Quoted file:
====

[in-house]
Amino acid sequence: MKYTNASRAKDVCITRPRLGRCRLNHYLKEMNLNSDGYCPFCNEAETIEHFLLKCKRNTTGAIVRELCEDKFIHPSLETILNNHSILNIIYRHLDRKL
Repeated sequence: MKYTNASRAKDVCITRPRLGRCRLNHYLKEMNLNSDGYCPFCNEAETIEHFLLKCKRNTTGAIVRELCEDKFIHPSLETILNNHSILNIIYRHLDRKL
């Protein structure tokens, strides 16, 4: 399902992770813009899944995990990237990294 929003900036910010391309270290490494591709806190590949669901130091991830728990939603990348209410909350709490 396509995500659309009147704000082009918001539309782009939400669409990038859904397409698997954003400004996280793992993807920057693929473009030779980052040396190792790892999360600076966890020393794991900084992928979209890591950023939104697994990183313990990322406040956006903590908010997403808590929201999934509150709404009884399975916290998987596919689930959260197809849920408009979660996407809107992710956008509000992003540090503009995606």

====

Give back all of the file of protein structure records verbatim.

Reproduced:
[in-house]
Amino acid sequence: MKYTNASRAKDVCITRPRLGRCRLNHYLKEMNLNSDGYCPFCNEAETIEHFLLKCKRNTTGAIVRELCEDKFIHPSLETILNNHSILNIIYRHLDRKL
Repeated sequence: MKYTNASRAKDVCITRPRLGRCRLNHYLKEMNLNSDGYCPFCNEAETIEHFLLKCKRNTTGAIVRELCEDKFIHPSLETILNNHSILNIIYRHLDRKL
């Protein structure tokens, strides 16, 4: 399902992770813009899944995990990237990294 929003900036910010391309270290490494591709806190590949669901130091991830728990939603990348209410909350709490 396509995500659309009147704000082009918001539309782009939400669409990038859904397409698997954003400004996280793992993807920057693929473009030779980052040396190792790892999360600076966890020393794991900084992928979209890591950023939104697994990183313990990322406040956006903590908010997403808590929201999934509150709404009884399975916290998987596919689930959260197809849920408009979660996407809107992710956008509000992003540090503009995606």